Rather than accept the decision, Olsen and Doruk went to court the following week seeking emergency action to keep their kids on the team. The court granted the family’s request, and the board consented to the temporary order pending an upcoming hearing, which is scheduled for next Thursday.
But, according to Medinets, they had to return days later. Despite the judge’s original order that the board could not exclude the two swimmers from upcoming swim meets, the Marlins board insisted they were still allowed to exclude the children from practice.
“The Judge was beyond incensed,” says Medinets. “After a back and forth about how to move forward, the judge had us execute a stipulation in which [the board] agreed to allow the kids to go to practice, with their rights reinstated.” Both parties have also agreed not to discuss the case while at the pool, though parents say that’s all that is discussed at the pool.
A Culture of Fear
Current Marlins board members and head coach Sludnov declined our request for an interview for this story; however, we did interview nine parents with past experience on the board and/or current involvement with the team. All the parents requested that we not use their names for fear that their children would be retaliated against.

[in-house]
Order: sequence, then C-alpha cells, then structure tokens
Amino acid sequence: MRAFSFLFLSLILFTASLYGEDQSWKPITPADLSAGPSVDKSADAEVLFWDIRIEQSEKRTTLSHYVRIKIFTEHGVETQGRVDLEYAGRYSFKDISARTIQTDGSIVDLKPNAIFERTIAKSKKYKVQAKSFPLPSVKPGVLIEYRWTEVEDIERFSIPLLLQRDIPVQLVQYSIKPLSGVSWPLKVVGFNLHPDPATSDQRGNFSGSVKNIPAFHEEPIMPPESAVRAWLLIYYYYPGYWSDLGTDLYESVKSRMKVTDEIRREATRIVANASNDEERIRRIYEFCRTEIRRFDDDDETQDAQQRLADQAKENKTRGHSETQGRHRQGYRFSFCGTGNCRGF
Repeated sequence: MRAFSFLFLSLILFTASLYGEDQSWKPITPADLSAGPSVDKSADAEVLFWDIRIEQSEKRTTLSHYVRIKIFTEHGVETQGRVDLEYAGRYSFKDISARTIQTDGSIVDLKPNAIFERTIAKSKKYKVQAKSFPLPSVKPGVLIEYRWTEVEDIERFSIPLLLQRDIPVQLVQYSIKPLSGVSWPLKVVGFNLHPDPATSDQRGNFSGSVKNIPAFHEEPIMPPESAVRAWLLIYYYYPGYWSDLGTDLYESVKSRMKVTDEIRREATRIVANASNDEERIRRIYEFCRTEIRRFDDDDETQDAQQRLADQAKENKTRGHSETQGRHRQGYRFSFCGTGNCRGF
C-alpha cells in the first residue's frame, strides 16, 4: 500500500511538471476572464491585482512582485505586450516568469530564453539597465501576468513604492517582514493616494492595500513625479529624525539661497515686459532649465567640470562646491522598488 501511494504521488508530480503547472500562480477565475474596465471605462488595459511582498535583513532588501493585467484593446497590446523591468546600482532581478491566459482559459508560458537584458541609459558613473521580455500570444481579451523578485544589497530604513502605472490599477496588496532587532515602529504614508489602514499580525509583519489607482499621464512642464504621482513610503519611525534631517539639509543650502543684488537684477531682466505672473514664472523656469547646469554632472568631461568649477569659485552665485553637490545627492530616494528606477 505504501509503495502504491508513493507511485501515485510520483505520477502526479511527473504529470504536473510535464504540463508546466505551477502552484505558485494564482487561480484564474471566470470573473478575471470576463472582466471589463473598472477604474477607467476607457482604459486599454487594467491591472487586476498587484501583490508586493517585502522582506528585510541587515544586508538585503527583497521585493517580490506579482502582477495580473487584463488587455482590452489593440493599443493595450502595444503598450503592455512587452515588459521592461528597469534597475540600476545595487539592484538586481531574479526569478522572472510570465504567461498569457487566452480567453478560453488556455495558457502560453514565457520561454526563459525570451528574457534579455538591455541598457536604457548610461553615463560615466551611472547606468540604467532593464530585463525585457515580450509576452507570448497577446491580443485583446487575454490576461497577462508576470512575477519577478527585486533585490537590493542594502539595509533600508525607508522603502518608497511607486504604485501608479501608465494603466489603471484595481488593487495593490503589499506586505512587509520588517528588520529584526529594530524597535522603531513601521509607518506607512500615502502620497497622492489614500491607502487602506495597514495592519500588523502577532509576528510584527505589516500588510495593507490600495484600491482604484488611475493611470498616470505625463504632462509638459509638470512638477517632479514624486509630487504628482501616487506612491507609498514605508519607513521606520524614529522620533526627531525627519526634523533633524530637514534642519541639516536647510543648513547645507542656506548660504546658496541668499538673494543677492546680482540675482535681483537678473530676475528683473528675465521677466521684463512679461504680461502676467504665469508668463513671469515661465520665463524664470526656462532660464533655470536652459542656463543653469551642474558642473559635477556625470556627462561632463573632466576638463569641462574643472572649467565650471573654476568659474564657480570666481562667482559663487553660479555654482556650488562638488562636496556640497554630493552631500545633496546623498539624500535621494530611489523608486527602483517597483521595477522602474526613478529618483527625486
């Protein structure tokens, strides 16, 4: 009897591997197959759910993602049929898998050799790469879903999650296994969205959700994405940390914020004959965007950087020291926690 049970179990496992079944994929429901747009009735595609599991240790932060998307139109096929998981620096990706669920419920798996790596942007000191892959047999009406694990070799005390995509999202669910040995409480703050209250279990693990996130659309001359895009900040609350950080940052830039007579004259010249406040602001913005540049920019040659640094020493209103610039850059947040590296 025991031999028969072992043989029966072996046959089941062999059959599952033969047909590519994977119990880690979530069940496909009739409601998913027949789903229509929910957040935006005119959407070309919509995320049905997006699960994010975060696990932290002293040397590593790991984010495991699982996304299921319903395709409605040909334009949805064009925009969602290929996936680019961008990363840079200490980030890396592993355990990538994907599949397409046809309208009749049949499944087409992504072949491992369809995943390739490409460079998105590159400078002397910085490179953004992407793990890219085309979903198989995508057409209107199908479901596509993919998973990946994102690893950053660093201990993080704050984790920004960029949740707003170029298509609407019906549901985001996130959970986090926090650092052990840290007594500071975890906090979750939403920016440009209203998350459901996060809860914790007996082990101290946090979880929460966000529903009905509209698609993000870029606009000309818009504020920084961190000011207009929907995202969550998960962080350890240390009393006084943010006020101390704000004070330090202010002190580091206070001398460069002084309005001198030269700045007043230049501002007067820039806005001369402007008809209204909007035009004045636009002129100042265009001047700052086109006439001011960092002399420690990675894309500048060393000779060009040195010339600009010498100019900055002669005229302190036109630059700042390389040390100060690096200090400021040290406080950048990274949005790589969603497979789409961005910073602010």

Each of the parents expressed a deep love for the Marlins, a program that historically has not only taught children how to swim, but has fostered a love of the sport. But the parents say they’ve seen a dramatic change in their club’s approach over the past 18 months, with the learn-to-swim program, traditionally a feeder for the team, neglected and deprioritized. Weaker team swimmers are demoralized and there are reports of team members being berated for their physical appearance or called fat. Parents, they say, are publicly chastised for raising concerns or asking questions of the board.